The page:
Super Bowl

Super Bowl Alert: Girl power!

Planters makes its first Super Bowl buy; Olay and Bumble push female empowerment

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Credit: Olay

Good morning Super Bowl junkies,

I'm Jeanine Poggi, Ad Age's senior editor, here with the latest edition of our Super Bowl Alert. In the weeks leading up to the game, Ad Age will bring you breaking news, analysis and first looks at the high-stakes, big-game commercials—all in our Super Bowl Alerts newsletter. Sign up right here to get them in your email.

That's nuts

Kraft Heinz's nut brand Planters will air its second ever Super Bowl ad, Jessica Wohl reports. The 30-second spot will air in the second quarter of the game and feature the Mr. Peanut spokesman character and an unnamed celebrity. The tagline is "always there in crunch time," and it appears Motley Crue is working on the music for the spot. VaynerMedia, a Super Bowl newbie, is handling creative for Planters. Vayner will also be handling a Budweiser Super Bowl spot.

From the archive: Planters aired its first Super Bowl ad in 2008 that shows a woman with a unibrow using cashews as a perfume and receiving adoration from the men around her.

Beauty buy

In a rare buy for a beauty brand, Procter & Gamble's Olay will make its first Super Bowl appearance, Jack Neff reports. While nearly half of NFL viewers are female, just a quarter of the ads aired during football games feature women in leading roles, says Stephanie Robertson, director of North American skincare for P&G. "We want to change this dynamic by reaching women on TV's biggest stage with a message that we hope viewers will find entertaining," she says.

Olay is the first beauty brand in the game since 2017 when it ran a spot for It's a 10 haircare poking fun at President Donald Trump's hair. The last women's beauty brand to air an ad in the Big Game before that was Unilever's Dove in 2006, though the brand's male counterpart Dove Men+Care ran ads in 2010 and 2015.

Female empowerment is a theme Bumble, another Super Bowl newcomer, will also lean into during this year's game. The spot from the social-networking app starring tennis pro Serena Williams is focused on women making the first move in dating, friendship and business. In a teaser for the ad, which you can watch here, Williams is on the tennis court. "We are just as strong, and just as smart, and just as savvy, and just as business-like as any other male in this world...Now it is time to really show up and tell our story the way it should be told," she says in the clip.

While Bumble calls itself a social networking app, many people still very much think of the company as an online dating platform, leading some Ad Agers asking the question: Why is Williams, who is married with a child, the face of a dating site? Answer: Bumble has expanded beyond dating into friendships and professional networking, and has tapped Williams to help push those businesses, but it will likely still cause some confusion.

Bookmark our Super Bowl ad chart, which is the most current look at all the marketers confirmed to air national spots in Super Bowl LIII.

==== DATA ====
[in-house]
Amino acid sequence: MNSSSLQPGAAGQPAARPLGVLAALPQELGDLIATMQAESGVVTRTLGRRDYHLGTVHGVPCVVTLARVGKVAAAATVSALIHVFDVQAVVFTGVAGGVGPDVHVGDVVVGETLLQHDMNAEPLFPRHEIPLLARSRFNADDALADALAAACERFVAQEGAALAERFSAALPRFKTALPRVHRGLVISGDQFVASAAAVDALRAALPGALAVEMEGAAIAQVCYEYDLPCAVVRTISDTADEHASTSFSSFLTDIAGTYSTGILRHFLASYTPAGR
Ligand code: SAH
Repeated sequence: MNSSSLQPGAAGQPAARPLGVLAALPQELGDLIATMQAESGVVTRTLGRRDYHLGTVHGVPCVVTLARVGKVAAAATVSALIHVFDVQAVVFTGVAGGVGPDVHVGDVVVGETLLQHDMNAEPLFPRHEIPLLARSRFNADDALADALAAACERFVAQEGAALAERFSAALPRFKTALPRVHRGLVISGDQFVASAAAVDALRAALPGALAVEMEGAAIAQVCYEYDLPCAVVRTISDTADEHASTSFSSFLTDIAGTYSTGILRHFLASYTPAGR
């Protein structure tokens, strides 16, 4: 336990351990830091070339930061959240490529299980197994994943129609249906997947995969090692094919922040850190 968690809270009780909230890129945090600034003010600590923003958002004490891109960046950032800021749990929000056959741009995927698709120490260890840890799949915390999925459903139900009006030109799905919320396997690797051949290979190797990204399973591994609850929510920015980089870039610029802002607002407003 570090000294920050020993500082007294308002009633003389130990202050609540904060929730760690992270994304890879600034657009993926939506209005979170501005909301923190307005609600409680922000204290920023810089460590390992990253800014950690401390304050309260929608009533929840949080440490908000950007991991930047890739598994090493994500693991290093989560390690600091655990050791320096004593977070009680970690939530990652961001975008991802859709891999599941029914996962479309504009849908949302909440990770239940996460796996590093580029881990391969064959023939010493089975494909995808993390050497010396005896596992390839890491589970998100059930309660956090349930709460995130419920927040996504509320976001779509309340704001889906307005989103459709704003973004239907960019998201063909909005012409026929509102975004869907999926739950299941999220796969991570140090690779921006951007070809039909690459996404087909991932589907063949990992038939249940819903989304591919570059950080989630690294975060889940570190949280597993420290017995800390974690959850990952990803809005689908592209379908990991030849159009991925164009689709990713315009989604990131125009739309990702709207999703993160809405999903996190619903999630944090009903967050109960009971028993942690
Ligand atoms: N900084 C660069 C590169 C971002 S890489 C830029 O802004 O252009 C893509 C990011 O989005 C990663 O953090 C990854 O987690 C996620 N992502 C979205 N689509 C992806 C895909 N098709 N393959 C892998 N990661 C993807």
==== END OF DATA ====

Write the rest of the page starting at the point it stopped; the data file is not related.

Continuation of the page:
Saying goodbye

In remembering Carol Channing, who died at the age of 97 this week, plenty has been said about her roles in some of Broadway's biggest musicals. But Channing also was the first celebrity performer for a Super Bowl halftime show in 1970. Channing discussed her experience performing "When the Saints Go Marching In" in a Guardian article in 2016.

"It was like an opening night on Broadway, except we didn't have much time to prepare for that first appearance. It felt a little like an after-thought. It must have been well received, because they asked me back two years later."

Leave politics at the door

Two-thirds of consumers say the Super Bowl is an inappropriate place for advertisers to make political statements, according to a Morning Consult Poll conducted for the Wall Street Journal. Marketers seems to agree; most Super Bowl advertisers steered clear of politics last year and are expected to do so again this year. Thus far, it seems those marketers who have revealed their Super Bowl plans will lean more heavily into humor. Anheuser-Busch said earlier in the month that it would avoid anything political.

Speaking of politics, Variety reports that Travis Scott, who will be performing with Maroon 5 and Big Boi during the Halftime Show, consulted with Colin Kaepernick before confirming his Super Bowl appearance. Scott only agreed to perform if the NFL would donate money to an organization that helps end injustice.

Elsewhere in the sports world

Former NBC Sports ad sales chief Seth Winter has been tapped to tackle an analogous role for the new-look Fox, Anthony Crupi reports. Neal Mulcahy, who has been with Fox since 1987 and has served as executive VP of sports sales for the past 14 years, will remain with the company through Fox's broadcast of Super Bowl LIV, or Feb. 2, 2020.

Hyundai -- a Super Bowl advertiser -- has no plans to renew its sponsorship deal with the NFL when it expires after this season, Vince Bond Jr. reports. It had been a sponsor of the NFL for the past four years.

Crupi also provides an update on NFL ratings: According to Nielsen live-plus-same-day data, the four Wild Card and four Divisional Round broadcasts averaged 30.4 million viewers and a 17.2 household rating, which works out to a 10 percent improvement compared to last year's analogous games. Seven of the eight postseason showdowns put up higher numbers than their year-ago counterparts, with only CBS's coverage of the Chargers-Patriots blowout failing to deliver a larger audience than the comparable game in 2018.

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